Thursday, May 28, 2009

Some highlights from the past few months.

Time has slipped through my fingers again and now I must update you all.

In March, I returned to little Korea after a month of travel and rest. My mission upon returning to Seoul: to find a decent paying job and to save as much money as possible for another amazing vacation and to return home indefinitely.
My job search was tiresome and fruitless, until the day I received a phone call from another "adoptee" who knew I needed some help.

At the beginning of April, I started teaching at BFE. Basic Facts: part-time hours paid by the hour, no benefits, 1 hr commute from my flat, kindergarten aged children that speak minimal English, and I speak minimal Korean. My thoughts at the time: I saw it as a challenge and accepted it. I would learn more Korean, be able to find more work and have a larger income, AND really see my efforts as a teacher, teaching English phonics to Korean children.

I find that my current challenges are blurring what I saw from the beginning. My students are very young, and because they are so young they don't care and don't put forth much effort into paying attention to me or the lesson (who can blame them, when I was their age, I too wanted to play and run around). It has taken over a month to finally get more hours of work a week(a meager 12 to 23 hours).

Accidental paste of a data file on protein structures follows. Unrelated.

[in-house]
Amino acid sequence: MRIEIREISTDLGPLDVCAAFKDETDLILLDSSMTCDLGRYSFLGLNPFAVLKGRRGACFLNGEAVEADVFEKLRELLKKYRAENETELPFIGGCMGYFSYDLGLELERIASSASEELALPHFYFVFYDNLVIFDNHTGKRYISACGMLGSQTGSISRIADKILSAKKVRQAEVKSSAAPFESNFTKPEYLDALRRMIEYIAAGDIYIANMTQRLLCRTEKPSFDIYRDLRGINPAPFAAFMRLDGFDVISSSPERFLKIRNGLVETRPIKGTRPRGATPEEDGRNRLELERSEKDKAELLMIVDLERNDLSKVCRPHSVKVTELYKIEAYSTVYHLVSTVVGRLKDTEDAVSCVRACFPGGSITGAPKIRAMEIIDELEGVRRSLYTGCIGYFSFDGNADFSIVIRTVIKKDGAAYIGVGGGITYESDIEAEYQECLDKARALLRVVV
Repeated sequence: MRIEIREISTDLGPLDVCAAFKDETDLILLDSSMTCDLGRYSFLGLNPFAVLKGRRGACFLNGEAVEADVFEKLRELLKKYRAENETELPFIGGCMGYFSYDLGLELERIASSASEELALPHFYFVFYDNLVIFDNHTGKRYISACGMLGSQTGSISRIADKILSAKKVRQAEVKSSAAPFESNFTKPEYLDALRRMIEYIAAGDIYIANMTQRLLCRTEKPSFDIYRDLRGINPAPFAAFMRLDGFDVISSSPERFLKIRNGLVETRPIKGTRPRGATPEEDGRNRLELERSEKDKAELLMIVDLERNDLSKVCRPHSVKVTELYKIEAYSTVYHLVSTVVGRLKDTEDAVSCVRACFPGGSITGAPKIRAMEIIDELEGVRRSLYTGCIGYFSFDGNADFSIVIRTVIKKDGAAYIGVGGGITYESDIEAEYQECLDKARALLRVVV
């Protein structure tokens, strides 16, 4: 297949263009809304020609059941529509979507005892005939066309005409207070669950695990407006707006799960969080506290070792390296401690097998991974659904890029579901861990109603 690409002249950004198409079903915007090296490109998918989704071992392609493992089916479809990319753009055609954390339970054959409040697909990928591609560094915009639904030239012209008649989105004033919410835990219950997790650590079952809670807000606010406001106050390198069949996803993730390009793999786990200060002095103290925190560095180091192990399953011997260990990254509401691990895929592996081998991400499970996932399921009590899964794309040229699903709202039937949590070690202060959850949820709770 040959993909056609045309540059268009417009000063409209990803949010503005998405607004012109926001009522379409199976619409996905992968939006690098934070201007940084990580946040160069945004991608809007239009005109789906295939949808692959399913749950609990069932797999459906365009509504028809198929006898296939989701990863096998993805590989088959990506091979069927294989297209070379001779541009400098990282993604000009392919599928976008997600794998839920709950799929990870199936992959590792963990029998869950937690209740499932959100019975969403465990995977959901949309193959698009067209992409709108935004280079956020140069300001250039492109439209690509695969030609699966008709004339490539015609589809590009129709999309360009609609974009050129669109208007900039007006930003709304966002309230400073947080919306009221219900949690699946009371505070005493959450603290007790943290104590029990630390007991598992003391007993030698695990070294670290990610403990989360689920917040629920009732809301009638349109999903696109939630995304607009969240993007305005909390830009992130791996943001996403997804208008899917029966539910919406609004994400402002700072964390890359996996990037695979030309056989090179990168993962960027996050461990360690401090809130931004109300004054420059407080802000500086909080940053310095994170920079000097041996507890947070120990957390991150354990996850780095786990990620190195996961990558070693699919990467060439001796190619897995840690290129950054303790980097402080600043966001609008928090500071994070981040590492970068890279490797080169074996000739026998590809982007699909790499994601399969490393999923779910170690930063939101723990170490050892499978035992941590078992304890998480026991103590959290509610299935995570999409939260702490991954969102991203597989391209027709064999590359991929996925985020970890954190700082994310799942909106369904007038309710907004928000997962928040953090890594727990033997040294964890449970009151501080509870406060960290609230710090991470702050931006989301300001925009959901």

Despite my complaints, I have seen some great things come from this job. My Korean has improved slightly...even though I'm still at the beginner level, my ability has come a long way. Some days, I really see a breakthrough with some of my students and it REALLY makes my day. I also get to see their characters grow. I have one little boy who is absolutely precious. When all of the other boys throw the cards around and gather their bags to hurry out the door, he is always there helping me pick the cards up to put them back in place. It is such a small gesture, but it touches my heart and makes me think about what kind of people my students will be when they get older.

Although working with children can be difficult and tiresome I have received some clarity through writing this. The benefits definitely outweigh the negatives.

Are you wondering, is it all work and no play for Noel? Lately, I've been living for the weekends.

Cherry Blossoms at Kyunghee University

Girls at Hooters (Sun's first time!)

2nd day of my trip to Seoraksan

Since I have returned to Korea I have: hiked Seoraksan (a large mountain that is a few hours from Seoul), been to quite a few going away bashes (Korea is full of goodbyes), had a blast running a 10k race, got a view of Seoul from Namsan Tower, ate some delicious, yet difficult King Crab for the first time, made an olive tree with my roommates, saw my friend Kat perform in the Vagina Monologues, went to see Nanta (really fun show that involves cooking and drums), danced at various venues, was introduced to the artists Mirou and Matisse, wrote a review for a restaurant in Itaewon, lost at Texas Hold'em to an Irish woman named Deirdre, volunteered at a food kitchen and dog shelter, visited Myeongdong Cathedral and stayed for mass that was in Korean, went to the 63 Building aquarium, got spooked at the Seodaemun Prison, and went to see the Cherry Blossoms at Kyunghee University.

My roommate Julio enjoyin' the free food.

Myeongdong Cathedral

With Wolf at the animal shelter